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How Important are Diet and Lifestyle Choices in the Management of PCOS?

The best way of managing the symptoms of Polycystic Ovary Syndrome is through making careful, well thought out, changes to both lifestyle and diet. Medications are often used to treat the condition: the oral contraceptive pill is commonly prescribed to manage the symptoms of excess androgens. Metformin, an anti-diabetic drug, is widely used to manage insulin resistance (even though studies on its effectiveness are contradictory); and clomiphene citrate is regularly used to induce ovulation in those who are infertile. 

Short-term relief from symptoms is one thing, but it is far better to identify and eradicate the cause of PCOS, with a view to providing permanent symptomatic relief.

With such a multi-factorial condition, there is never going to be a simple solution. However, adopting a healthier lifestyle and a more nutritionally balanced diet has been shown to improve many of the symptoms, including insulin resistance and infertility

Why lose weight? 

A loss of weight has been shown to improve fertility and increase live birth rates in women with PCOS. In one study, 80% of women experiencing anovulation and infertility started having regular menstrual cycles after losing 5% of their body weight. Furthermore, 40% of these women went on to fall pregnant. 

Dr. Majeda Al-Azemi, a consultant and professor of Obstetrics and Gynaecology at Kuwait University, estimates that over 50% of PCOS cases can be reversed by weight loss alone, demonstrating the huge potential of adopting a healthy diet, not only for providing symptomatic relief, but also in alleviating the need to take long-term medication.

Those who may have a genetic predisposition to the condition, such as those with a family history, can take preventative steps to minimise the impact, through maintaining a healthy BMI and a balanced diet.

How eating the right food can help 

To have PCOS is to exist in a state of chronic, low-grade inflammation. Thus, adopting an anti-inflammatory diet can help alleviate symptoms. Avoiding processed food, tobacco, excess alcohol and minimising sugar intake (very, very important for the management of insulin resistance) are all steps that are recommended.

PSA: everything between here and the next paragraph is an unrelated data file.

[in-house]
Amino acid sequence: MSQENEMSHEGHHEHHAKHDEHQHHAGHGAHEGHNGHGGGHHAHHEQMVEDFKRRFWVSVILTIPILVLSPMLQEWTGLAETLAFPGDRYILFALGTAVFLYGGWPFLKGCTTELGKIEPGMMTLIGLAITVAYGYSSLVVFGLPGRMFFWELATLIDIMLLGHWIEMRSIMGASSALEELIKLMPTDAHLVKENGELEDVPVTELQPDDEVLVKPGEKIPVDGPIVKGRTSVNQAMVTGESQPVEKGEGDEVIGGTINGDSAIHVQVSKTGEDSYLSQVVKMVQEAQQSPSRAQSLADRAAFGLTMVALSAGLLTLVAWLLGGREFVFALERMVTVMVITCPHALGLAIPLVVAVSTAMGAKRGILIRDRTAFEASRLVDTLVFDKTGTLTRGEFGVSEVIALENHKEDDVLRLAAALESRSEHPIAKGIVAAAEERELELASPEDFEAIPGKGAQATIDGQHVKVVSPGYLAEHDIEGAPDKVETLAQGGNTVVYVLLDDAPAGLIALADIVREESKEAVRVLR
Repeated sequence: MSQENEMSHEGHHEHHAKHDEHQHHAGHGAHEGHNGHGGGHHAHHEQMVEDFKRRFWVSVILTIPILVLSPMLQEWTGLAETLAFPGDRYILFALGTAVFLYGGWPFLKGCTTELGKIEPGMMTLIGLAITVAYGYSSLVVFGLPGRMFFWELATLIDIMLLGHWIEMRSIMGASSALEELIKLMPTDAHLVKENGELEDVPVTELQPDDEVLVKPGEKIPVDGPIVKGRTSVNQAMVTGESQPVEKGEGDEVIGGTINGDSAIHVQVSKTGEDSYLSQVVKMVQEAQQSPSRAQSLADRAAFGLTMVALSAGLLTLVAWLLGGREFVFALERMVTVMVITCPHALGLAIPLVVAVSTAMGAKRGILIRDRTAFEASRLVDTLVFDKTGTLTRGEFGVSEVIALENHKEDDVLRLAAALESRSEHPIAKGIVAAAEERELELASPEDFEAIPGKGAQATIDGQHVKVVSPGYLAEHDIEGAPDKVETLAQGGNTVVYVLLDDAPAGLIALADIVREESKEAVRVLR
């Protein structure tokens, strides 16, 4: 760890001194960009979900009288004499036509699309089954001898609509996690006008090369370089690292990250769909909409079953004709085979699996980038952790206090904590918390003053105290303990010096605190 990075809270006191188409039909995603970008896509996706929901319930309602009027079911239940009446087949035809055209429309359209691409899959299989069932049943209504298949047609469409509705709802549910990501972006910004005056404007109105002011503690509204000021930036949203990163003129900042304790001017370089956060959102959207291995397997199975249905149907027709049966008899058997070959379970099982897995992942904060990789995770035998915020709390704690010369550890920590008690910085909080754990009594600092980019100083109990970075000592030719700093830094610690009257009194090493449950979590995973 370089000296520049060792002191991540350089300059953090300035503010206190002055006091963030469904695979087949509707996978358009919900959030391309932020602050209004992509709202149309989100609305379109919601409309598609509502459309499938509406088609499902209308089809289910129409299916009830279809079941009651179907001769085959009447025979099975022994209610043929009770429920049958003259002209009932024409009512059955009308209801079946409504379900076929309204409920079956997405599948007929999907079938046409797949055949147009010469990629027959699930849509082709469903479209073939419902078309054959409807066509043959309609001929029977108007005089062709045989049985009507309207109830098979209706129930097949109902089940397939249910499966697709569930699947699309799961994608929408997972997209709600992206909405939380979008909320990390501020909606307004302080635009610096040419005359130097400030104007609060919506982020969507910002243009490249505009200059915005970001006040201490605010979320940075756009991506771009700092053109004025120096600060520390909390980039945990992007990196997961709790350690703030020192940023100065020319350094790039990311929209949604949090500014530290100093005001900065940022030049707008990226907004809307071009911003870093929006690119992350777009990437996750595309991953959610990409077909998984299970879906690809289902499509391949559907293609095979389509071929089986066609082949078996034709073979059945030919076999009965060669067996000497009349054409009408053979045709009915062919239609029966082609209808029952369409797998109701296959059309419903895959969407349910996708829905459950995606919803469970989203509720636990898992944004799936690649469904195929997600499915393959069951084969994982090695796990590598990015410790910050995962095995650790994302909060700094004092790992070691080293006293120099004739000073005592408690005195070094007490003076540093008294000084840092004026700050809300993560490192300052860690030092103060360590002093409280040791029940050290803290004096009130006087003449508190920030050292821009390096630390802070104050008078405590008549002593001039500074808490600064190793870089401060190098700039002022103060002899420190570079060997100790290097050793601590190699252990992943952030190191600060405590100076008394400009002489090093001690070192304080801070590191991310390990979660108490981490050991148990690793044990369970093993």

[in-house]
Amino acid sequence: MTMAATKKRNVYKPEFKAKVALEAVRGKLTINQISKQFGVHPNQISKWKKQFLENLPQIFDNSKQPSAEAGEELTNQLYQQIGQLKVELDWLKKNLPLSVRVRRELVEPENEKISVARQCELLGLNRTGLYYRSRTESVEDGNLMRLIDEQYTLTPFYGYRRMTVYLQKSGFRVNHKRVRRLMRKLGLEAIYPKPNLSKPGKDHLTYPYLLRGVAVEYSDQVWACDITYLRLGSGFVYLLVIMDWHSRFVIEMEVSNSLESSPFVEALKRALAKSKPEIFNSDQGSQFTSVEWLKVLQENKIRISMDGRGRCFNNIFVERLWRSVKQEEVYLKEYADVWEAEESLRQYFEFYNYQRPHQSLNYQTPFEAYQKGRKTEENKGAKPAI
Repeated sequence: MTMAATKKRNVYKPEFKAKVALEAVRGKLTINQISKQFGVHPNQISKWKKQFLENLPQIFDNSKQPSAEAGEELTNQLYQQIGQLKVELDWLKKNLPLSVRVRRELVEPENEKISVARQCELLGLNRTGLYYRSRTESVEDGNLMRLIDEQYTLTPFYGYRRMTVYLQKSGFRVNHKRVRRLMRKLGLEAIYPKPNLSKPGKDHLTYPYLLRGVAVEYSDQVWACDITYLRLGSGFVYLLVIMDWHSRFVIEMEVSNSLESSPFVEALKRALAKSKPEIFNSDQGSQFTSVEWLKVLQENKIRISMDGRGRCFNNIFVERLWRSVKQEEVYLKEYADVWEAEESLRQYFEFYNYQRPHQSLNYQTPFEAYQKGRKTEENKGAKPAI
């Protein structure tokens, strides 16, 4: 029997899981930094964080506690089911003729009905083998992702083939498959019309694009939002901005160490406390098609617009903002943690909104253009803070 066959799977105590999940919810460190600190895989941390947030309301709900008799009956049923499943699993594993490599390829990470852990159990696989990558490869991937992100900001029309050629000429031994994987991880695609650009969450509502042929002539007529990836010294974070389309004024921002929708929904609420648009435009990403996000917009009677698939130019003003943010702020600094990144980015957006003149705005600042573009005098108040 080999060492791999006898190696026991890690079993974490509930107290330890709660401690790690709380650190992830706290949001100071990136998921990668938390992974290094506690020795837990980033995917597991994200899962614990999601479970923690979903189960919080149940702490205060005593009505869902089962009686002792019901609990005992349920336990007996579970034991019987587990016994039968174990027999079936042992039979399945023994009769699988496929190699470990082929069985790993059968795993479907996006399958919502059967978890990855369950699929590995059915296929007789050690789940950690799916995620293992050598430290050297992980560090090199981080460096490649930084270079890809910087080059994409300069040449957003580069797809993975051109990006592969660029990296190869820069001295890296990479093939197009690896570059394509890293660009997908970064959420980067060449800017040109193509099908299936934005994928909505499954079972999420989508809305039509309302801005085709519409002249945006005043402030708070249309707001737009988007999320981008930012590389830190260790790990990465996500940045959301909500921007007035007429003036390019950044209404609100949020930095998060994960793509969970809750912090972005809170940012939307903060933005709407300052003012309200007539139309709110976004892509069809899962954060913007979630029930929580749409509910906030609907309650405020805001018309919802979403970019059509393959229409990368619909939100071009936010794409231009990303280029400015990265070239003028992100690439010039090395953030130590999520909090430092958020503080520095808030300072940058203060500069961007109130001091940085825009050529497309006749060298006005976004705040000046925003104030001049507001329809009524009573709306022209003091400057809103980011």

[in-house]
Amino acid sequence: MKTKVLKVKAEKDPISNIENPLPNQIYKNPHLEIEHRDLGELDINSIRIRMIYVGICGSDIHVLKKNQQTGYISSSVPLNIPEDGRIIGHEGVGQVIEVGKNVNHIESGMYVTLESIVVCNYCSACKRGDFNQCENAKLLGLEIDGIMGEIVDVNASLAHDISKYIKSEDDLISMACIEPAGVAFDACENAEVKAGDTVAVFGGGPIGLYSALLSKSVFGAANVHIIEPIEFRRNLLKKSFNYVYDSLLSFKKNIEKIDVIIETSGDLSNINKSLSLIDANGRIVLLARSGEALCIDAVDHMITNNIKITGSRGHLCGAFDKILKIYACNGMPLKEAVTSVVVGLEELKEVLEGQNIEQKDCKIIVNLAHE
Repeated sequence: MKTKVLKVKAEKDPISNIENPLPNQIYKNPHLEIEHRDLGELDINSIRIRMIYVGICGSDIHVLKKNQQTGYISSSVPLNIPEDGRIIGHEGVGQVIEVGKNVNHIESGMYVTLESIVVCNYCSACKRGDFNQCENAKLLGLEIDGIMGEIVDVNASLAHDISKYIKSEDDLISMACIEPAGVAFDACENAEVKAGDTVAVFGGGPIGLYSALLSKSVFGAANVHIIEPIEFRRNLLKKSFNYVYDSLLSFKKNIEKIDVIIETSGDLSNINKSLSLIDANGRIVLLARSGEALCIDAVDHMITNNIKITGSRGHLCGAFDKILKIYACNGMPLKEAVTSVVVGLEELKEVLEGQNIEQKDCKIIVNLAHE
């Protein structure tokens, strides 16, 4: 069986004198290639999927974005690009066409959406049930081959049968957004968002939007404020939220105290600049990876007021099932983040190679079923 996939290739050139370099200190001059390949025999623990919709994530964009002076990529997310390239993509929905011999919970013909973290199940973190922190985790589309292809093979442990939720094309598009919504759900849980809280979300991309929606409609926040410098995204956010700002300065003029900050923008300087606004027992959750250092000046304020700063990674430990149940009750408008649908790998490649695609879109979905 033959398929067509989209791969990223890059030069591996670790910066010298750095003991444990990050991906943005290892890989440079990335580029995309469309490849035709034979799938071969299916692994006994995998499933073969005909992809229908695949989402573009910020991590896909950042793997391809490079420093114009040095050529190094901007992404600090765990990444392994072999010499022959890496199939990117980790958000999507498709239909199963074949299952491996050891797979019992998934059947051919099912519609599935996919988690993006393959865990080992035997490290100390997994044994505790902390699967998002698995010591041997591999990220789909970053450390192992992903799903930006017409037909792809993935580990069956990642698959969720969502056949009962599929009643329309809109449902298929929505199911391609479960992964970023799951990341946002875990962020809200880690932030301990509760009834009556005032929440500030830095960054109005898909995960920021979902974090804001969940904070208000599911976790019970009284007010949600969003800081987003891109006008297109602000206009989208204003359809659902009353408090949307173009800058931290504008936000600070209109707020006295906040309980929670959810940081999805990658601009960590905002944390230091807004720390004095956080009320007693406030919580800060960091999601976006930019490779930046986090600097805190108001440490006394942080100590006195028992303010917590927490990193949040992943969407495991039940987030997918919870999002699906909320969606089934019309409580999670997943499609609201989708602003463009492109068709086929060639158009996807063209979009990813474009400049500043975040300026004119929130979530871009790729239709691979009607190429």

Other factors that can help include: 

  • Avoiding exposure to harmful environmental irritants, including endocrine disruptors.
  • Supplementing your diet with magnesium, which is anti-inflammatory, but also naturally lowers insulin levels.
  • Consulting a naturopathic doctor, who can advise on which herbal or natural medications may work on a case-by-case basis. 

Adopting a good, well balanced diet not only lowers BMI and improves body composition, but also promotes hormonal balance, improves menstrual regularity, increases spontaneous pregnancy rates, lowers blood pressure, and reduces blood glucose levels. 

The longer term risk of developing associated conditions and health complications, such as type 2 diabetes, are also reduced.  Women who are insulin resistant are at a higher risk of developing gestational diabetes, which can lead to complications such as polyhydramnios, pre-eclampsia, premature delivery and large birth weight, as well as increasing the risk of foetal mortality (fortunately this is very rare). Thus, a healthier diet can reduce the risk of any of these unwanted pregnancy complications.

Conclusion 

PCOS is a syndrome, with a range of associated symptoms. Not all symptoms will affect every patient. The best management of the condition comes from having a better understanding of your own body. Making lifestyle changes will not only improve your PCOS symptoms, but also your general health and wellbeing.  

To learn more about PCOS click here.

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Get in touch if you have any questions about this article or any aspect of women’s health. We’re here for you. 

Sources:

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  • Overview: Gestational Diabetes. NHS, www.nhs.uk/conditions/gestational-diabetes/. Page last reviewed: 05/08/2016
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  • Salama, A A, et al. “Anti-Inflammatory Dietary Combo in Overweight and Obese Women with Polycystic Ovary Syndrome.” North American Journal of Medical Sciences, vol. 7, no. 7, July 2015, pp. 310–316., doi:10.4103/1947-2714.161246.  
  • Shokrpou, M, and Z Asemi. “The Effects of Magnesium and Vitamin E Co-Supplementation on Hormonal Status and Biomarkers of Inflammation and Oxidative Stress in Women with Polycystic Ovary Syndrome.” Biological Trace Element Research, 18 Dec. 2018, doi 10.1007/s12011-018-1602-9.
  • Tata, B, et al. “Elevated Prenatal Anti-Müllerian Hormone Reprograms the Fetus and Induces Polycystic Ovary Syndrome in Adulthood.” Nature Medicine, vol. 24, no. 6, June 2018, pp. 834–846., doi:10.1038/s41591-018-0035-5.